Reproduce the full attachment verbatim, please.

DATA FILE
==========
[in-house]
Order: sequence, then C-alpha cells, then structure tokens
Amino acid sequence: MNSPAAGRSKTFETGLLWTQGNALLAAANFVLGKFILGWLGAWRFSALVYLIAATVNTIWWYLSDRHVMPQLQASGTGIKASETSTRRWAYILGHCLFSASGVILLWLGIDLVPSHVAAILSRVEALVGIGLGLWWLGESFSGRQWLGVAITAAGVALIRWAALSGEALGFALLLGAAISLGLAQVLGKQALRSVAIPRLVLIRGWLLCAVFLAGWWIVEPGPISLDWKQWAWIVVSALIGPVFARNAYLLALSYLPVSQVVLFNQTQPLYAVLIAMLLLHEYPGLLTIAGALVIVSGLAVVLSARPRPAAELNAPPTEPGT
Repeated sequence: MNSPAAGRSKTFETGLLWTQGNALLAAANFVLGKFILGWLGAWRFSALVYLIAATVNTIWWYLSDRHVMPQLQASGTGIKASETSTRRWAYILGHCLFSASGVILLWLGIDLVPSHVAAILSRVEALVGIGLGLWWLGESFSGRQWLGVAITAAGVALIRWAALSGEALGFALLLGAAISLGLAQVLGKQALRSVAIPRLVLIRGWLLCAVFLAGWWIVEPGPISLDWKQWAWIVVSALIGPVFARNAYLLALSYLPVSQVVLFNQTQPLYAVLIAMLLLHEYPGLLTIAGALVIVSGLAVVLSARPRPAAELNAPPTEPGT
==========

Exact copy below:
[in-house]
Order: sequence, then C-alpha cells, then structure tokens
Amino acid sequence: MNSPAAGRSKTFETGLLWTQGNALLAAANFVLGKFILGWLGAWRFSALVYLIAATVNTIWWYLSDRHVMPQLQASGTGIKASETSTRRWAYILGHCLFSASGVILLWLGIDLVPSHVAAILSRVEALVGIGLGLWWLGESFSGRQWLGVAITAAGVALIRWAALSGEALGFALLLGAAISLGLAQVLGKQALRSVAIPRLVLIRGWLLCAVFLAGWWIVEPGPISLDWKQWAWIVVSALIGPVFARNAYLLALSYLPVSQVVLFNQTQPLYAVLIAMLLLHEYPGLLTIAGALVIVSGLAVVLSARPRPAAELNAPPTEPGT
Repeated sequence: MNSPAAGRSKTFETGLLWTQGNALLAAANFVLGKFILGWLGAWRFSALVYLIAATVNTIWWYLSDRHVMPQLQASGTGIKASETSTRRWAYILGHCLFSASGVILLWLGIDLVPSHVAAILSRVEALVGIGLGLWWLGESFSGRQWLGVAITAAGVALIRWAALSGEALGFALLLGAAISLGLAQVLGKQALRSVAIPRLVLIRGWLLCAVFLAGWWIVEPGPISLDWKQWAWIVVSALIGPVFARNAYLLALSYLPVSQVVLFNQTQPLYAVLIAMLLLHEYPGLLTIAGALVIVSGLAVVLSARPRPAAELNAPPTEPGT